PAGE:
Financial and insurance organisations contribute most to employees’ pensions

Pensions

Financial and insurance organisations are the employers that contribute the most into employees’ pension pots, paying an average of 9.5% of an individual’s salary into their retirement savings, according to research by Profile Pensions.

Its analysis of employees over the age of 22 but under the state pension age, who earn at least £10,000 a year and are employed in the UK, further found that those employed in the financial and insurance sector received an annual salary of £30,403.

Teaching was also among the professions found to receive more generous pension contributions, with average employer contributions reaching 9.3%, based on an average staff salary of £22,146; total employer pension contributions for someone on this salary could amount to £2,053.60 annually. Female employees in the education sector are more likely to receive a 9.3% pension contribution from their employer, versus a 7.9% employer contribution for male staff.

Organisations within the electricity, gas, steam and air conditioning supply industries typically contribute 7.1%. Based on an average annual salary of £23,943, this adds up to £1,703 a year in employer pension payments.

Men working in this sector are more likely to receive a higher pension contribution, gaining 7.4% compared to 4.2% for women.

Across all sectors, the employer pension contribution rate is higher for men (4.6%) than women (4.4%). Within the manufacturing industry, men typically receive a 5.3% employer pension contribution, versus a 4.4% contribution for female staff.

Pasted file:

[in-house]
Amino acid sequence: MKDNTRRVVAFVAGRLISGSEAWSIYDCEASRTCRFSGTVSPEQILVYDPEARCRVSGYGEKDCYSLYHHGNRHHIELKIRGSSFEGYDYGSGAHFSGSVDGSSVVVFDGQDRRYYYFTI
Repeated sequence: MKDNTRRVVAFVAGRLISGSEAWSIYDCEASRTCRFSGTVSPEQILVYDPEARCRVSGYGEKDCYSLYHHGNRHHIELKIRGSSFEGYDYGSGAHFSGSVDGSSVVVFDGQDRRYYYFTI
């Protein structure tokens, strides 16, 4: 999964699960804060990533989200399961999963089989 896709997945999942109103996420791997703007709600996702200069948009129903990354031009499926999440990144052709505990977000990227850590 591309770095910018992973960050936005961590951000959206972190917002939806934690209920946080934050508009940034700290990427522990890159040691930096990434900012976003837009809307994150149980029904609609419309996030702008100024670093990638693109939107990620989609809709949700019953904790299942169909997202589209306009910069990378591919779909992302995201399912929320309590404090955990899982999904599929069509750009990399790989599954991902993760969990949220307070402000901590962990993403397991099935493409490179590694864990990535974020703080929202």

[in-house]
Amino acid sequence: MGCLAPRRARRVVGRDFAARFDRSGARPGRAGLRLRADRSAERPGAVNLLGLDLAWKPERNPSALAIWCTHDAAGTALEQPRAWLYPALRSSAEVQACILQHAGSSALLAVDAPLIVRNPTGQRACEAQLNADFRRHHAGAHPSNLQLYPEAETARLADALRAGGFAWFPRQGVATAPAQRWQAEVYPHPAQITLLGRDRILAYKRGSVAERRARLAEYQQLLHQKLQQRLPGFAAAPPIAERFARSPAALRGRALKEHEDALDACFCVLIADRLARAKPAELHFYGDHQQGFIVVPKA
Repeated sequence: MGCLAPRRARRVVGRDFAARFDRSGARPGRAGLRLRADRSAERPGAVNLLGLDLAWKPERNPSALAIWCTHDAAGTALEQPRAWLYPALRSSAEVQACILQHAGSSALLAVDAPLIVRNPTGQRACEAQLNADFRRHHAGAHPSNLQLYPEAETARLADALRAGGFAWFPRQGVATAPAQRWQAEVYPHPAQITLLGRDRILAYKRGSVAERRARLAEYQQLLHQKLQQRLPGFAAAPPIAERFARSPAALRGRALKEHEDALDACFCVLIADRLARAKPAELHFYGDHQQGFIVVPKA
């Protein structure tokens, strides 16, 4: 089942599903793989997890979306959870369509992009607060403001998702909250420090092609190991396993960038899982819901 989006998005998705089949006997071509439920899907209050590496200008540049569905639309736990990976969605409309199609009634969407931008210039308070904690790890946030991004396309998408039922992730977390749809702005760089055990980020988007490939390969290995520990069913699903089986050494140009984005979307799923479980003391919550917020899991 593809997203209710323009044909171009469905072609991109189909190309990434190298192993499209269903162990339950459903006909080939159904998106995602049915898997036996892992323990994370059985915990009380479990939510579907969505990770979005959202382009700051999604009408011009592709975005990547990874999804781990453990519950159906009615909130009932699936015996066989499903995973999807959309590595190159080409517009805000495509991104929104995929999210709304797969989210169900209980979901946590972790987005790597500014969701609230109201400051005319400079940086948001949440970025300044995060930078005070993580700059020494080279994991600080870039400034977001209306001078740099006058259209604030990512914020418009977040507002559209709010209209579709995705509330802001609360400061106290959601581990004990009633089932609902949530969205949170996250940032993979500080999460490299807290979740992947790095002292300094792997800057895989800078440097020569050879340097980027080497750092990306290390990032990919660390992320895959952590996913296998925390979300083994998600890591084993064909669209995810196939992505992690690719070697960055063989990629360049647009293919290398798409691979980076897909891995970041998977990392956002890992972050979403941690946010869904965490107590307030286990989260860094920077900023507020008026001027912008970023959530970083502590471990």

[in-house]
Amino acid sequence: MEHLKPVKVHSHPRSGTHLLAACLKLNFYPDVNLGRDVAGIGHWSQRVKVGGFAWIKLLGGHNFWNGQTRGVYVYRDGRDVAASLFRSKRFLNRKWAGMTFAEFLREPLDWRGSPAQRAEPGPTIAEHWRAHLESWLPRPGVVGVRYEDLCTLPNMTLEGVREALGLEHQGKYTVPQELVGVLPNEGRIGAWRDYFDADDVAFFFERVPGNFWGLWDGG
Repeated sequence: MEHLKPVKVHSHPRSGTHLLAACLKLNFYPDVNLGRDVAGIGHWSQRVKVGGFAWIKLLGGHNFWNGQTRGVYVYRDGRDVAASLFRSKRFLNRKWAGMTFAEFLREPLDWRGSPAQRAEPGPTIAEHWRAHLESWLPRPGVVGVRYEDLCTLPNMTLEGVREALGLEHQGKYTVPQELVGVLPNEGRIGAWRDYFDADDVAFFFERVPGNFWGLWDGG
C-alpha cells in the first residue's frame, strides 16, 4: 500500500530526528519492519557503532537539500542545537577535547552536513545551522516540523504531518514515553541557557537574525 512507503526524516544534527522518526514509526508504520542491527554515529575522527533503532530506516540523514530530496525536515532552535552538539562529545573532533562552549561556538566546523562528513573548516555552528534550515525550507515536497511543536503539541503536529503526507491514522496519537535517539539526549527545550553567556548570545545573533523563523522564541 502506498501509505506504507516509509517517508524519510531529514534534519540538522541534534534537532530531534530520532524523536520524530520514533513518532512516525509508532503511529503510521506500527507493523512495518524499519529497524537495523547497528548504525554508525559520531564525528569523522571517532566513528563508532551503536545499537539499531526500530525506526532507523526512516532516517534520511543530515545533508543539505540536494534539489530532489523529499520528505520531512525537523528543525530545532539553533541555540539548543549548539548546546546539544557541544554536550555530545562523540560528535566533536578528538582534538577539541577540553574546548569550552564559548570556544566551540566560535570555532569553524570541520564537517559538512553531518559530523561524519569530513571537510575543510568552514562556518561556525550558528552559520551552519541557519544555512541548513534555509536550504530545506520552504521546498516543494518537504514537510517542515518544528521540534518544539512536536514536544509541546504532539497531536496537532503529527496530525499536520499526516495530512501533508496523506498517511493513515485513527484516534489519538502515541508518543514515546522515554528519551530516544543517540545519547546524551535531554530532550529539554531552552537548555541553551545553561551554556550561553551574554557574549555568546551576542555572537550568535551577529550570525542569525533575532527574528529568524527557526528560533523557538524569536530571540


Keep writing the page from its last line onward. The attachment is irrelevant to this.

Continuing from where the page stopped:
The industries that deliver the lowest employer pension contributions include agriculture, forestry and fishing (2%), food services (2.1%) and the arts (2.5%). These statistics were taken prior to the April 2019 minimum contribution increase, which requires organisations to pay at least 3% of an employee’s salary into their pension pot.

Michelle Gribbin, chief investment officer at Profile Pension, said: “The difference between industries is remarkable. While some [we] might expect, like financial and insurance industries, the high pensions in education mean teachers are likely to be better off in retirement than those in typically high-earning careers, like real estate or logistics.

“As for the gender differences uncovered, this is just another example of the gap between genders in the workplace, this time played out through pension contributions.

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“Generally, we know women are more likely to have lower incomes and more interrupted careers as a result of their caring responsibilities. Ensuring this doesn’t penalise them is as much of an organisational culture issue as it is a government policy issue.

“Firms should really start to get to grips with the fundamentals and fully adopt a policy of ‘equal pay and pension contributions for equal roles’, applied to both full-time and part-time [employees]. As a further step, firms regularly reporting on gender disparities in income and pension contributions really helps ensure good transparency and commitment on this issue.”